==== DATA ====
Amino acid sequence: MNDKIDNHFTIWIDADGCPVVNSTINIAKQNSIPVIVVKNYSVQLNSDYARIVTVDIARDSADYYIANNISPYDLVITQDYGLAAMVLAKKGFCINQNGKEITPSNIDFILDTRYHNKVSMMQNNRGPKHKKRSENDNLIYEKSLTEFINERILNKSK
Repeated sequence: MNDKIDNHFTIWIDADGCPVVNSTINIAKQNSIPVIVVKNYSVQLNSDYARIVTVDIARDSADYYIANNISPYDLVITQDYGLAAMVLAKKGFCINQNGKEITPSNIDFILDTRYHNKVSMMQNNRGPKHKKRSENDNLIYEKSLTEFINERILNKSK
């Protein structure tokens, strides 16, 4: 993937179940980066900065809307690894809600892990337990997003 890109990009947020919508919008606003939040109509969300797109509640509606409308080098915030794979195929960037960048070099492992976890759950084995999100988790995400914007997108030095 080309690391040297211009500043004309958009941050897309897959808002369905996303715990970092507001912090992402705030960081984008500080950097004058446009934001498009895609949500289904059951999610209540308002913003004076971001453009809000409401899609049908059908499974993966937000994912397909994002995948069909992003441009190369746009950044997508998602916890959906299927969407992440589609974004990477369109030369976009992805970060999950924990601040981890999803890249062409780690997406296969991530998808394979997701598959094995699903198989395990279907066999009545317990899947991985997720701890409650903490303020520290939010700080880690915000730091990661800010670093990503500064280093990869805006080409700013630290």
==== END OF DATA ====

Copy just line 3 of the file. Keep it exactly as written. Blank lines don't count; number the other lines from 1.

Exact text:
């Protein structure tokens, strides 16, 4: 993937179940980066900065809307690894809600892990337990997003 890109990009947020919508919008606003939040109509969300797109509640509606409308080098915030794979195929960037960048070099492992976890759950084995999100988790995400914007997108030095 080309690391040297211009500043004309958009941050897309897959808002369905996303715990970092507001912090992402705030960081984008500080950097004058446009934001498009895609949500289904059951999610209540308002913003004076971001453009809000409401899609049908059908499974993966937000994912397909994002995948069909992003441009190369746009950044997508998602916890959906299927969407992440589609974004990477369109030369976009992805970060999950924990601040981890999803890249062409780690997406296969991530998808394979997701598959094995699903198989395990279907066999009545317990899947991985997720701890409650903490303020520290939010700080880690915000730091990661800010670093990503500064280093990869805006080409700013630290």